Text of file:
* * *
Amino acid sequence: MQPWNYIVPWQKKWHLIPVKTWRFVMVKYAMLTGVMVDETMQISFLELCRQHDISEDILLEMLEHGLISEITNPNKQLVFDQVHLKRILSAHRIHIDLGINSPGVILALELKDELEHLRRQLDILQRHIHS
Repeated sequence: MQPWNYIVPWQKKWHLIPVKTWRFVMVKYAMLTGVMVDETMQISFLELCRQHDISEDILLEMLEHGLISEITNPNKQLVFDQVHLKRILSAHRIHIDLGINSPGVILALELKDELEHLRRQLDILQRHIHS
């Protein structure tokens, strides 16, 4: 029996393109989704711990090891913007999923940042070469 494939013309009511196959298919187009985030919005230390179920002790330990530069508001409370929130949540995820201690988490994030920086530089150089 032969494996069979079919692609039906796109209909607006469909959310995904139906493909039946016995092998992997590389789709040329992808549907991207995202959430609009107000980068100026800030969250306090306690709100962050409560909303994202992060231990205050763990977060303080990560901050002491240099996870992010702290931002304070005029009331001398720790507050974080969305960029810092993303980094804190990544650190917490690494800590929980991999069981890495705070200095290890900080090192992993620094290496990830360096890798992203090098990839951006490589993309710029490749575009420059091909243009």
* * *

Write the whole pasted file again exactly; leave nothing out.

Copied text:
Amino acid sequence: MQPWNYIVPWQKKWHLIPVKTWRFVMVKYAMLTGVMVDETMQISFLELCRQHDISEDILLEMLEHGLISEITNPNKQLVFDQVHLKRILSAHRIHIDLGINSPGVILALELKDELEHLRRQLDILQRHIHS
Repeated sequence: MQPWNYIVPWQKKWHLIPVKTWRFVMVKYAMLTGVMVDETMQISFLELCRQHDISEDILLEMLEHGLISEITNPNKQLVFDQVHLKRILSAHRIHIDLGINSPGVILALELKDELEHLRRQLDILQRHIHS
């Protein structure tokens, strides 16, 4: 029996393109989704711990090891913007999923940042070469 494939013309009511196959298919187009985030919005230390179920002790330990530069508001409370929130949540995820201690988490994030920086530089150089 032969494996069979079919692609039906796109209909607006469909959310995904139906493909039946016995092998992997590389789709040329992808549907991207995202959430609009107000980068100026800030969250306090306690709100962050409560909303994202992060231990205050763990977060303080990560901050002491240099996870992010702290931002304070005029009331001398720790507050974080969305960029810092993303980094804190990544650190917490690494800590929980991999069981890495705070200095290890900080090192992993620094290496990830360096890798992203090098990839951006490589993309710029490749575009420059091909243009």